Saturday, February 6, 2010

Ukraine's Presidential Elections: The Evil of Two Lessers

Today Ukrainians have to choose between their two last remaining presidential candidates. The most popular choice seems to be the Pro-Russian "let's-go-back-to-the-Empire-and-let-Russians-abuse-us-some-more" Yanukovich.

The other candidate, Timoshenko, looked kind of better. At least, she is a woman, which is always a good thing to see. She also looks a lot less like a Soviet-era dinosaur than her opponent.

For these reasons, I hoped she would win. That is, until she organized a disgusting religious event, which was a kind of a huge public prayer. I understand that she only did this to score points with some of the more obtuse, uneducated voters. Still, this quasi-religious posturing is really unattractive. And understandably scary.

I feel truly sorry for the Ukrainian voters who now have to choose between two almost equally lousy candidates. Ukraine just doesn't seem to be able to catch a break for the past 350 years.

Sent via BlackBerry by AT&T

32 comments:

Anonymous said...

Did you hear that Yanukovych referred to Chekhov as "the great Ukrainian poet"? When corrected by someone who whispered "Russian, not Ukrainian", Yanukovych responded: "Russian, Ukrainian - doesn't matter; the most important thing is that he was a great poet!"
M.

Clarissa said...

Well, he is also really NOT a poet. But who cares, as long as he is somebody great, huh?

These people are insane.

Anonymous said...

a poor, impoverished eastern european country is using religion as a way to cope with the stresses of daily life?! oh noes, someone call the atheist police!!!

get a grip on yourself you spoiled, self-entitled scumbag cracker and stop telling people in other countries how to deal with their injustices

- angry black chick

Clarissa said...

Oooh, look, a religious freakazoid feels sorry for us, aren't we lucky.

You just can't hide from these religious freaks. Of course, not only have they never visited Ukraine, they can't even find it on a map. Still, they know so much better what it is that we need than we do ourselves.

I'm not deleting this idiotic comment so that everybody can see why I hate religious freakazoids.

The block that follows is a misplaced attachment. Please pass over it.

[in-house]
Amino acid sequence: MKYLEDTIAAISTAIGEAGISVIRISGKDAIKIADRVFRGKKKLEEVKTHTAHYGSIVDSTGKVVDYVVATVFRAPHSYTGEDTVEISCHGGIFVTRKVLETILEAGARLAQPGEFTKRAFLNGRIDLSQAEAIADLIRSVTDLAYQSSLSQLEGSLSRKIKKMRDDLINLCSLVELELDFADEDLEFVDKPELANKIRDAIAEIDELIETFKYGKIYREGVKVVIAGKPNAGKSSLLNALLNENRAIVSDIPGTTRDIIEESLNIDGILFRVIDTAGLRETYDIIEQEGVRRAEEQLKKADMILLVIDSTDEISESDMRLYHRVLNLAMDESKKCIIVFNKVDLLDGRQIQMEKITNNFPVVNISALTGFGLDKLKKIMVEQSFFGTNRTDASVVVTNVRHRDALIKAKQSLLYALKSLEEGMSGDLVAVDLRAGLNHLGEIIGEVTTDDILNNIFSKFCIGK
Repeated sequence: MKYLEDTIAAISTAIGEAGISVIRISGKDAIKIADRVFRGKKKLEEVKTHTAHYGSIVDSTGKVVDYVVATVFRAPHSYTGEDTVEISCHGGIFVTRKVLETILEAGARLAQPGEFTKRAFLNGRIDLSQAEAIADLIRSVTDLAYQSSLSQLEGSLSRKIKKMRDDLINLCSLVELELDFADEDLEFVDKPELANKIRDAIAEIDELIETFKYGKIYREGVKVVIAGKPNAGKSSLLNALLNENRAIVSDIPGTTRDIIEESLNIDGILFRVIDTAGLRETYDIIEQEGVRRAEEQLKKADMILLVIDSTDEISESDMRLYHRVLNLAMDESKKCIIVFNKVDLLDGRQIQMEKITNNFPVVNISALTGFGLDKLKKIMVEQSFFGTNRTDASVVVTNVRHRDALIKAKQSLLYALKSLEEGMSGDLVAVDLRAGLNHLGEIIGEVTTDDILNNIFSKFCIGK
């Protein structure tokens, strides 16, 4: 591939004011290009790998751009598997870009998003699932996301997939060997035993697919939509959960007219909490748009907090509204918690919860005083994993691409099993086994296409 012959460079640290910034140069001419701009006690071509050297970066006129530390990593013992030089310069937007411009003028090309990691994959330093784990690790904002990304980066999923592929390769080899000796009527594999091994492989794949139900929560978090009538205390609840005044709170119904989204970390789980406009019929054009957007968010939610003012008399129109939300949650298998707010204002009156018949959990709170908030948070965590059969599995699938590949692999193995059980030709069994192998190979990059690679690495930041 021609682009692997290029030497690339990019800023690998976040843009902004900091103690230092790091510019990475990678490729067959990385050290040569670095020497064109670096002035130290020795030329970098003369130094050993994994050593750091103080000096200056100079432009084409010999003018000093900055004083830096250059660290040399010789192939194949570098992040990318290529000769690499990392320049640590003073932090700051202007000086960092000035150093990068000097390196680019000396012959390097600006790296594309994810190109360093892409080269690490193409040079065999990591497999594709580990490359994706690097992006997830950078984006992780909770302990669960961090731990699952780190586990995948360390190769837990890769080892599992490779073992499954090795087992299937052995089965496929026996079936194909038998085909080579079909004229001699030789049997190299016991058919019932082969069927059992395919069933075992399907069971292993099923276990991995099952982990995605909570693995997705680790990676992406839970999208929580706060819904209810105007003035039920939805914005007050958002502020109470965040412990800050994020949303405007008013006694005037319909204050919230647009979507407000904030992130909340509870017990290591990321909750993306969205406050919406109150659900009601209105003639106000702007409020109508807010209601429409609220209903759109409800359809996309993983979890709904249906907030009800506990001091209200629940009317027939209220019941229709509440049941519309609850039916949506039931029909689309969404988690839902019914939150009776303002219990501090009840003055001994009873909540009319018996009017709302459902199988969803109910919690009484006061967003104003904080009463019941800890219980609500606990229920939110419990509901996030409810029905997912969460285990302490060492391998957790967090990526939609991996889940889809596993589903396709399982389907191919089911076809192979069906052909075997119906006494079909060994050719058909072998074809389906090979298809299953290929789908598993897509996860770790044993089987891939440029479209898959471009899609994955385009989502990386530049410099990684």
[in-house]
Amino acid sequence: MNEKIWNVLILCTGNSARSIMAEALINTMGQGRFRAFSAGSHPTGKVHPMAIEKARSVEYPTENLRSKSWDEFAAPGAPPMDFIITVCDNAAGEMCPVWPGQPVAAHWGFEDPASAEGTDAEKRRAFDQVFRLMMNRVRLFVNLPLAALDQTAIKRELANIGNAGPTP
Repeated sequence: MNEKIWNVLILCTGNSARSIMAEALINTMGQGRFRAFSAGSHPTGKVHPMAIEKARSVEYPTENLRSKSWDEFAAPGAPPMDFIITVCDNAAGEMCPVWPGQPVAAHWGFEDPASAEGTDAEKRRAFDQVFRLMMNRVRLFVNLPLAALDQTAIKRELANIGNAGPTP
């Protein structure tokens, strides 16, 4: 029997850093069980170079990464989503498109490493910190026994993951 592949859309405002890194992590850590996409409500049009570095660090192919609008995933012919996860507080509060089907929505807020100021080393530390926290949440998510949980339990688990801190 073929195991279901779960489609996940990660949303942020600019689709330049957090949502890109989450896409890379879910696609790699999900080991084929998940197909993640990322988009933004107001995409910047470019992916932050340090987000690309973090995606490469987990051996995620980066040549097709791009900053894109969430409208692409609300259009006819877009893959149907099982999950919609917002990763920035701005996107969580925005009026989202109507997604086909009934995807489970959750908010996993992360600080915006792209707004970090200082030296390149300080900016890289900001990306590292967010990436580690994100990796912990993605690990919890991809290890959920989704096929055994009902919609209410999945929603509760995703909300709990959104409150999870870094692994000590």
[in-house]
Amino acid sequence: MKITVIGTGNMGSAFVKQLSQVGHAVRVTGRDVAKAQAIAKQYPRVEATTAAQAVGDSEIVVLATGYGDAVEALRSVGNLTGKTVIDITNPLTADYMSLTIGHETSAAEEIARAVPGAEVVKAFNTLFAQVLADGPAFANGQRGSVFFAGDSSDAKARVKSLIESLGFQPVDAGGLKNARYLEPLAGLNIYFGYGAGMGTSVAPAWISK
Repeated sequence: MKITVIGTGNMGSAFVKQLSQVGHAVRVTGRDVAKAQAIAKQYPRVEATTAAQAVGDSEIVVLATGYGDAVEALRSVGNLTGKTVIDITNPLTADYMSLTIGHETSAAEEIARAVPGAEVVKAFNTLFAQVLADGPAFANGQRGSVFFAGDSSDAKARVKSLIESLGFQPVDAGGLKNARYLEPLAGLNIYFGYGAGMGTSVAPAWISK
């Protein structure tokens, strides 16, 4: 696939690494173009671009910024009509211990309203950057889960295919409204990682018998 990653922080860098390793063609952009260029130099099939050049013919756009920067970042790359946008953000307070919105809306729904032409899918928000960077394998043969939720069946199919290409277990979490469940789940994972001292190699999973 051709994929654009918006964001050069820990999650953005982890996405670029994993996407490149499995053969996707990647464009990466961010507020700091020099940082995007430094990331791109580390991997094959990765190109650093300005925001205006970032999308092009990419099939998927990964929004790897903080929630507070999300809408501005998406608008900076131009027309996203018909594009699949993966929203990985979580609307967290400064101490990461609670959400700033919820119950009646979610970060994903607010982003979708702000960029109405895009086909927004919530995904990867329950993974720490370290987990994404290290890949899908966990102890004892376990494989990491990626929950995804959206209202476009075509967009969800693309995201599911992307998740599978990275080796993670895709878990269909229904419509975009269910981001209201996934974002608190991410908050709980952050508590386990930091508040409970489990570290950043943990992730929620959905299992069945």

Anonymous said...
This comment has been removed by a blog administrator.
Clarissa said...

I have no interest in promoting the unpopular blogs of uneducated religious zealots. Please refrain from leaving your links on my blog.

-An angry Ukrainian chick.

Rihanna said...

I wonder, though, why do all the weirdest, unhinged commentators come from Livejournal? Is that like a new place where they hang out or something?

I remember a weird anti-women person from Livejournal too some time ago. And then there was another one. This is getting macabre...

Clarissa said...

I actually visited the link before deleting it and the gist of the discussion that the freakazoid was having (apparently with him/herself) was that the point of this whole idiot string of comments was simply to troll my blog.

I only had one very identifiable and consistent troll before. This will be my second one. I feel popular.

Livejournal is, indeed, a very weird place.

tinceiri said...

Hi. I'm the author of the blog that was linked to you. I'm not the person of color anonymous) or the other two people that I was referring to in my blog. And I feel that you are being disingenuous by insinuating that this is the case.

Of course, this is the Internet and I should probably expect such things - except you're supposed to be a feminist. There is nothing "anti-woman" about third-wave feminism. I suggest that you look it up.

I apologize for the troll, but it's probably not the last one that you're going to have.

Clarissa said...

My Statcounter shows that the same individual made all these comments. Whatever the case may be, the person who left the original comment is a religious freakazoid. The anti-woman troll is not you but somebody who left a comment last year calling me "a feminist bitch." My long-time readers know the story.

What third-wave feminism has to do with me being annoyed at a weird individual who comes here to teach me how to be a good Ukrainian is beyond my understanding.

Natalee said...

No offense but the exchange following the post is a lot more fun than the post itself. :-))))))))))))))))))))))))

Clarissa said...

It always surprises me to see which posts provoke the liveliest discussions. I wish I could attribute the popularity of this post to people's sudden interest in Ukraine but I'm afraid the real reason is that some kooks get over-excited every time the word "religion" is mentioned.

I'm glad this gave me a chance to repeat the word "freakazoid" many times. I really like it. :-)

Anonymous said...

Shouldn't the plural be "freakazoa"?

:))))))))))))))))))))))))))

You're right, it's a cool word.

Clarissa said...

I especially loved it how in the original post Ukraine was a "poor, impoversihed country." As opposed to all those rich, impoverished countries or maybe poor, enriched countries.

The ignorance among the zealots is intense.

tinceiri said...

The connection is the same because this is a wifi-connection and it's coming from a shared connection. Your tracker is also going to show that this message is coming from the same type of operating system.